"In the beginning, it was hard to accept that it would be improbable for me to accomplish my previous goals because my illness took away so many of my physical abilities," says Cazier. His wish of becoming a model also seemed out of reach.

But Macy's and Make-A-Wish didn't see it like that. Once they learned about Cazier's wish, they knew he had to make it come true by inviting him to be part of the magical Macy's holiday shoot in New York.

Courtesy of Macy's

Make-A-Wish can't fulfill children's wishes without the generosity of donors and partners like Macy's. In fact, since 2003, Macy's has given more than $122 million to Make-A-Wish and impacted the lives of more than 2.9 million people.

Cazier's wish experience was beyond what he could've imagined, and it filled him with so much joy and confidence. "It is like waking up and discovering that you have super powers. It feels amazing!" he exclaims.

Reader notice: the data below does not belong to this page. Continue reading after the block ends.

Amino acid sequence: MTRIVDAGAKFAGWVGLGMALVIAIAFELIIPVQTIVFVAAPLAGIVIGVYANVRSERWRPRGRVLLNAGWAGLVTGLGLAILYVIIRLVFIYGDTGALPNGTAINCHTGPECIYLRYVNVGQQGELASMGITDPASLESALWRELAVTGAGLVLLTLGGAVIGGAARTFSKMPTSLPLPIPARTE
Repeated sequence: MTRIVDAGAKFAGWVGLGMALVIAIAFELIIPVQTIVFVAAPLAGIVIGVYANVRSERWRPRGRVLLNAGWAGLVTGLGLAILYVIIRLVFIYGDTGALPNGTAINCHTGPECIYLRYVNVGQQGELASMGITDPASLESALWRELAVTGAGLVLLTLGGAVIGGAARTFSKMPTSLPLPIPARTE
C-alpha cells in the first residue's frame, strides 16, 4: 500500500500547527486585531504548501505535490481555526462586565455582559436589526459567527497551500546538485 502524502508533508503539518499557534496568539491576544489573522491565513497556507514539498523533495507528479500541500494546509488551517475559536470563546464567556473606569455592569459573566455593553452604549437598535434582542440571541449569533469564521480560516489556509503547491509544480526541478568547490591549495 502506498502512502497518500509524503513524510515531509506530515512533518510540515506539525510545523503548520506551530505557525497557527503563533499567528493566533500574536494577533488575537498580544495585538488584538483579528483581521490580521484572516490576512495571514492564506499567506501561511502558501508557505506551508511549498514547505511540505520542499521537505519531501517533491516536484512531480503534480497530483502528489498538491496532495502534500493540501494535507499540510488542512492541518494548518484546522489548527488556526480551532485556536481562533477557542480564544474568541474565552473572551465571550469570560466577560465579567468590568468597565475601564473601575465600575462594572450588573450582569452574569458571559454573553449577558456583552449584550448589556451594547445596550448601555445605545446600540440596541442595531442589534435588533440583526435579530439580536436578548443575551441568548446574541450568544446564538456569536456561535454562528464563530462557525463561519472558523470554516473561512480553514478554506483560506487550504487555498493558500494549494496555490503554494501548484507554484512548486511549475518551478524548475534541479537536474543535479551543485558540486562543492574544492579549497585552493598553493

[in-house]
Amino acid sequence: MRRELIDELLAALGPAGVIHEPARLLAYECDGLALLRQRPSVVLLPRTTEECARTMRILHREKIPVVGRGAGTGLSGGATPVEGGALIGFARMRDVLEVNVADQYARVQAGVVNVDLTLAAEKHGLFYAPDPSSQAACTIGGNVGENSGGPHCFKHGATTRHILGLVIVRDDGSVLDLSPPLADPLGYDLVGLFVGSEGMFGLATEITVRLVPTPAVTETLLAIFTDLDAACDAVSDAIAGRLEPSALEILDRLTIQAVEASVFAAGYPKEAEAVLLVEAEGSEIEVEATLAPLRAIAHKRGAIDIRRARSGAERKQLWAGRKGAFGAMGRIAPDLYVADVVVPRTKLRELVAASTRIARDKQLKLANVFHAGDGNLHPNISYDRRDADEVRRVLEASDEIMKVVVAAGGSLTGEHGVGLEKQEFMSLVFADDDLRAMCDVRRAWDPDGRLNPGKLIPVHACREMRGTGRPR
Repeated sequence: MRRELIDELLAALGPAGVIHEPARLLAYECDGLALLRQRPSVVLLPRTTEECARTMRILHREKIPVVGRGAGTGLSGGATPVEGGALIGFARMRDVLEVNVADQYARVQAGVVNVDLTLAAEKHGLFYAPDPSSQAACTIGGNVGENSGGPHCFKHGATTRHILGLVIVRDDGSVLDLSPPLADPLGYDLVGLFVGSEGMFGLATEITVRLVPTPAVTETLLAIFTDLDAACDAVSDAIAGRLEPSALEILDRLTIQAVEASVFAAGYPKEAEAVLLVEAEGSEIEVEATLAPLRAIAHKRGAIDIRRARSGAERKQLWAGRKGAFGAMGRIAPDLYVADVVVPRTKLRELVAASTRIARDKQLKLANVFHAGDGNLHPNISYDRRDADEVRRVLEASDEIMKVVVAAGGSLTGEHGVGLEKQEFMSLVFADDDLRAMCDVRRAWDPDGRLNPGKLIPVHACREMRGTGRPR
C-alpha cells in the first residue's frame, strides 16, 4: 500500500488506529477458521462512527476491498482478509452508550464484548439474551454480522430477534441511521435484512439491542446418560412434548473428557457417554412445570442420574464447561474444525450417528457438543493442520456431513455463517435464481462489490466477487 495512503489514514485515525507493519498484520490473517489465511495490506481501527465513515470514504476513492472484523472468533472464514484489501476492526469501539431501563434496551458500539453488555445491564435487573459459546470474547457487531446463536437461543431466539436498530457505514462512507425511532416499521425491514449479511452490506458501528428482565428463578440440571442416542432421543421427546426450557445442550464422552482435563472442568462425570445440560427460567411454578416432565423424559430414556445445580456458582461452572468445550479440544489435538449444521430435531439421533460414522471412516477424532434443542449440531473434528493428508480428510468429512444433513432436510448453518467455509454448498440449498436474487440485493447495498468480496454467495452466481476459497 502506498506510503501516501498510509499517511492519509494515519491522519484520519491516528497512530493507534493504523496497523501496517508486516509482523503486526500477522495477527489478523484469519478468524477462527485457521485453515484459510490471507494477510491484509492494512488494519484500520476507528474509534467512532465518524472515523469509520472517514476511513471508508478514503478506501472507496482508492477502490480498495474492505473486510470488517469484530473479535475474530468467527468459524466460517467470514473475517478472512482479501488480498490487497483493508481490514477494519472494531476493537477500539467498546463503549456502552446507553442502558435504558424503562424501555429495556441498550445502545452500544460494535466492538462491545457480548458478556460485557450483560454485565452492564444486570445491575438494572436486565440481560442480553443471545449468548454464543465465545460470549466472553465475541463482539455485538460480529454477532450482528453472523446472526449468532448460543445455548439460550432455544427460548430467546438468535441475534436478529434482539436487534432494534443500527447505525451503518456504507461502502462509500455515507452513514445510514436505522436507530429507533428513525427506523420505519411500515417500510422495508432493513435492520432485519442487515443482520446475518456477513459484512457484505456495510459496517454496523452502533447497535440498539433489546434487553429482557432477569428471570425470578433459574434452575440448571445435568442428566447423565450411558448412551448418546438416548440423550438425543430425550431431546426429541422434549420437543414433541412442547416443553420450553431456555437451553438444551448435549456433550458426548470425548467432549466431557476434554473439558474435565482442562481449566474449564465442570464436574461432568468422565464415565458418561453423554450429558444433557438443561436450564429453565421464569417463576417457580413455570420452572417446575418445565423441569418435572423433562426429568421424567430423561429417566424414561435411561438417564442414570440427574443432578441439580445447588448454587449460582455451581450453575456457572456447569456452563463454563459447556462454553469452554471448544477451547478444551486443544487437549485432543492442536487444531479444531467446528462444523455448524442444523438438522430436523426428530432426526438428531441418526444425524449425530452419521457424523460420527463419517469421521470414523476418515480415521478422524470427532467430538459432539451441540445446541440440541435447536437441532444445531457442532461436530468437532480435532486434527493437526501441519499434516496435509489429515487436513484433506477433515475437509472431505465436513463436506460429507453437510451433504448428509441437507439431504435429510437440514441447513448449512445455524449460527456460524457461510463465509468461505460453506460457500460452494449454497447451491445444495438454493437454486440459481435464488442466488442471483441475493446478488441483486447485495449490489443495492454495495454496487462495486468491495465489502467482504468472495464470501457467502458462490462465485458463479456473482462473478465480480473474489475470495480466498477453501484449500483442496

One of the best parts about the day for him was the kindness everyone who helped make it happen showed him.

"The employees of Macy's and Make-A-Wish made me feel welcome, warm, and cared for," he says. "I am truly grateful that even though they were busy doing their jobs, they were able to show kindness and compassion towards me in all of the little details."

He also got to spend part of the shoot outdoors, which, as someone who loves climbing, hiking, and scuba-diving but has trouble doing those activities now, was very welcome.

Courtesy of Macy's

Overall, Cazier feels he grew a lot during his modeling wish and is now emboldened to work towards a better quality of life. "I want to acquire skills that help me continue to improve in these circumstances," he says.

You can change the lives of more kids like Cazier just by writing a letter to Santa and dropping it in the big red letterbox at Macy's (you can also write and submit one online). For every letter received before Dec. 24, 2019, Macy's will donate $1 to Make-A-Wish, up to $1 million. By writing a letter to Santa, you can help a child replace fear with confidence, sadness with joy, and anxiety with hope.